US state reaches opioid crisis settlement with maker of prescription painkiller

The maker of OxyContin has reached a settlement with the US state of Oklahoma over the prescription painkiller’s role in the nation’s deadly opioid crisis, officials have said.

Oklahoma’s attorney general scheduled an afternoon news conference to announce the terms of the agreement with Purdue Pharma.

The giant has made billions of dollars from OxyContin but has been hit with over 1,000 lawsuits from state and local governments trying to hold the company responsible for the scourge of addiction.

The move comes after the Sackler Trust, which has donated millions to science, healthcare, education and the arts, announced it was pausing all new giving.

It is run by the Sackler family, members of which control Purdue Pharma.

Pill bottles left in protest outside the headquarters of Purdue Pharma (Jessica Hill/AP)

Prescription opioids like OxyContin were a factor in a record 48,000 deaths across the US in 2017, according to the US Centres for Disease Control and Prevention.

Purdue Pharma has settled other lawsuits over the years, and three executives pleaded guilty to criminal charges in 2007.

But this is the first settlement to come out of the current coast-to-coast wave of litigation that focuses mostly on the company’s more recent conduct and threatens to push it into bankruptcy.

The agreement was announced after the Oklahoma Supreme Court on Monday denied a request from drugmakers to postpone the start of the state’s trial in May.

Sandy Coats, a lawyer for Stamford, Connecticut-based Purdue Pharma, did not immediately return a call seeking comment.

A lawyer suing Purdue on behalf of local governments across the country welcomed the settlement.

“That suggests that Purdue is serious about trying to deal with the problem,” said Paul Hanly, who is not involved in the Oklahoma case but is representing scores of other governments.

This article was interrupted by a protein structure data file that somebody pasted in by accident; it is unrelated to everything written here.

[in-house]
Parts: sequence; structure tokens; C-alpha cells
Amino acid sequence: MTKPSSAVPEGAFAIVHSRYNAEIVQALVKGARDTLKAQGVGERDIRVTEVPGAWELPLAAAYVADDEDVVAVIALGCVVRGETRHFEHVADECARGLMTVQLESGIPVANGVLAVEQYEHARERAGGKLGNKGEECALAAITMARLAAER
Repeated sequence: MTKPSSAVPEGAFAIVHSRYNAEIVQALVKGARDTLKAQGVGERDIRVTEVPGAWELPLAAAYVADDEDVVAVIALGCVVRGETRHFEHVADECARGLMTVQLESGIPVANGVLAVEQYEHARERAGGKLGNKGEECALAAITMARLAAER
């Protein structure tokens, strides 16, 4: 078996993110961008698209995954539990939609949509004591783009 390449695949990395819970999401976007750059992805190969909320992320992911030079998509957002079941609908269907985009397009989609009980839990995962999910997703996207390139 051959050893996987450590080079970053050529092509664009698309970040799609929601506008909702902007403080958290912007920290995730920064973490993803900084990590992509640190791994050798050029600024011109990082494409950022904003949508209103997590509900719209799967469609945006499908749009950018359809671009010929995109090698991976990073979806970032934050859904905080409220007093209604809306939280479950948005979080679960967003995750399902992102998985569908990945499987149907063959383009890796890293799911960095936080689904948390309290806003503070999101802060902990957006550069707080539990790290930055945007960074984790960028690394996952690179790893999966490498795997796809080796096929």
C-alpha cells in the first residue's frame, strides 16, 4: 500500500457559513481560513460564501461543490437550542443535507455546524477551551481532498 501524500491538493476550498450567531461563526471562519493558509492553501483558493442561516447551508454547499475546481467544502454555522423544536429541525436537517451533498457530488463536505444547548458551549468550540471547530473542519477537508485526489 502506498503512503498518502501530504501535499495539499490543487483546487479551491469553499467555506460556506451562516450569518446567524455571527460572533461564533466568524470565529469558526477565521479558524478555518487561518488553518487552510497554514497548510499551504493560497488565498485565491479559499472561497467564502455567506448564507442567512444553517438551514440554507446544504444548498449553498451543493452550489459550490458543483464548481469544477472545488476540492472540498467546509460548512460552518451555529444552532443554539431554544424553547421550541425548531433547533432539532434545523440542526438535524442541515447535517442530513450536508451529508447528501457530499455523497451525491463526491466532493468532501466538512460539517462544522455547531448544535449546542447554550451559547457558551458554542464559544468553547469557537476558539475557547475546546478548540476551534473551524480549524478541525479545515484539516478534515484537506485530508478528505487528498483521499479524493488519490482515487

Dame Theresa Sackler (Philip Toscano/PA)

“Hopefully, this is the first of many.”

But Cheryl Juaire, whose 23-year-old son Corey died of an overdose in 2011, said she was devastated to hear about the settlement.

She had been organising a group of hundreds of mothers to go to the first day of the trial and stand outside with photos of their dead children.

Ms Juaire, from Massachusetts, said a complete airing of the facts is the only way to fully hold Purdue to account.

“They can’t settle,” she said.

“That would be a huge disservice to the tens of thousands of families here in the United States who buried a child.

“That’s blood money from our children.”

Oklahoma sued 13 opioid manufacturers in all in 2017, accusing them of fraudulent marketing that led to thousands of overdoses and deaths.

State officials have said that since 2009, more Oklahomans have died from opioids than in vehicle crashes.

The 12 remaining defendants still face trial.

It would be the first of the current round of lawsuits brought against the industry in the US to go to trial.

Purdue Pharma introduced OxyContin more than 20 years ago and marketed the powerful painkiller aggressively to doctors. Experts say those tactics contributed to overuse and abuse.

As the accusations have mounted, the Sackler family that controls Purdue Pharma has faced personal lawsuits and growing public pressure.

A Massachusetts court filing made public earlier this year found that family members were paid at least four billion US dollars from 2007 until last year.

The Sacklers are major philanthropists around the world, and the family name is emblazoned on the walls at many of the world’s great museums and universities.

But in the past few weeks, the Tate museums in London and the Guggenheim Museum in New York have cut ties with the family, and other institutions have come under pressure to turn down donations or remove the Sackler name.

This month, Purdue Pharma officials acknowledged that are considering filing for bankruptcy because of the crush of lawsuits.

More than 1,400 federal court cases against pharmaceutical companies have been consolidated in front of a single judge in Cleveland who is pushing the drugmakers and distributors to settle with state and local governments.

- Press Association

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